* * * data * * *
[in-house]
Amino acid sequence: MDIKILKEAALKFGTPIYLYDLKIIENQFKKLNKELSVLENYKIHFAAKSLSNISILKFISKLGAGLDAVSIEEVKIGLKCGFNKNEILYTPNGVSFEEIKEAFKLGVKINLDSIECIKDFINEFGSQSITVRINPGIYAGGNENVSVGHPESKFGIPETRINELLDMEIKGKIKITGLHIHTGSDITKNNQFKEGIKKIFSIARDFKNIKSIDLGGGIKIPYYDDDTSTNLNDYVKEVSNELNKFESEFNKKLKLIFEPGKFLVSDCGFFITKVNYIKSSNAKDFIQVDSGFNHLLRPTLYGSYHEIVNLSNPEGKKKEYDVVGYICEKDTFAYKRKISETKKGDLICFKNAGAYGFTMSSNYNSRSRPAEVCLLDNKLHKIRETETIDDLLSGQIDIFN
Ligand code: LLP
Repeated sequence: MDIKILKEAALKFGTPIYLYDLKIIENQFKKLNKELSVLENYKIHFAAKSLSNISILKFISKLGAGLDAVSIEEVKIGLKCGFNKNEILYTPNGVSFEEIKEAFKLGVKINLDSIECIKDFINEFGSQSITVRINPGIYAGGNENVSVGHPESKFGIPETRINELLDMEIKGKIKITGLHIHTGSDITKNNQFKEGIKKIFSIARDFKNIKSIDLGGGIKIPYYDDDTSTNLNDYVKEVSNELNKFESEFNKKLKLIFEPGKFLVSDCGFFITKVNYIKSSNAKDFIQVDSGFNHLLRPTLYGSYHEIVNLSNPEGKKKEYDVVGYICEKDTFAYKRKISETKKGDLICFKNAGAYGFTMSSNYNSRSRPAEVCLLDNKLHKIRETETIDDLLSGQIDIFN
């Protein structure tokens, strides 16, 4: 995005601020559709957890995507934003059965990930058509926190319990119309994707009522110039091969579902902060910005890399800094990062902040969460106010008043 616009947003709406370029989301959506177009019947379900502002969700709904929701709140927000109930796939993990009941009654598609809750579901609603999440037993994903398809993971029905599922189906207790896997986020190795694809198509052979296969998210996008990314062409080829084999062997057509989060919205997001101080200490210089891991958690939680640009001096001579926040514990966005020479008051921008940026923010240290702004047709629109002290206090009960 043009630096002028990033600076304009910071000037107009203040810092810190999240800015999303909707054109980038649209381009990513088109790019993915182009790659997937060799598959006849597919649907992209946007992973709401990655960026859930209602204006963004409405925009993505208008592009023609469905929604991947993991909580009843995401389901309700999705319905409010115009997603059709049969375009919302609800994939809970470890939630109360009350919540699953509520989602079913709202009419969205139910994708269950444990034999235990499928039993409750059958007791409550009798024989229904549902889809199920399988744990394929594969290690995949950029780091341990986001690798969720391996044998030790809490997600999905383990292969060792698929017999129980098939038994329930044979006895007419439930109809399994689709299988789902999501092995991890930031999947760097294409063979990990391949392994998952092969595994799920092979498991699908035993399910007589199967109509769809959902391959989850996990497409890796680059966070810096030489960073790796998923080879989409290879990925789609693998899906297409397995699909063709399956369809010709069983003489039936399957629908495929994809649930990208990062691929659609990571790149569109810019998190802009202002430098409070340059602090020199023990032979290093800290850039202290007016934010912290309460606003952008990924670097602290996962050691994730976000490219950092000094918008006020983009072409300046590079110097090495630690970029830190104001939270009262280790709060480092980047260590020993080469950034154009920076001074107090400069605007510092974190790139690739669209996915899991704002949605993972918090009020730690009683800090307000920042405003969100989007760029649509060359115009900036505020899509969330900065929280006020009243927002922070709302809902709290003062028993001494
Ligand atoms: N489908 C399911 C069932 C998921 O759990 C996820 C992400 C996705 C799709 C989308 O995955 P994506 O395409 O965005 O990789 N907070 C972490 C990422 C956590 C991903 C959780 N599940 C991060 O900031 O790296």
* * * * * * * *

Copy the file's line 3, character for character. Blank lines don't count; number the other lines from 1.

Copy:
Ligand code: LLP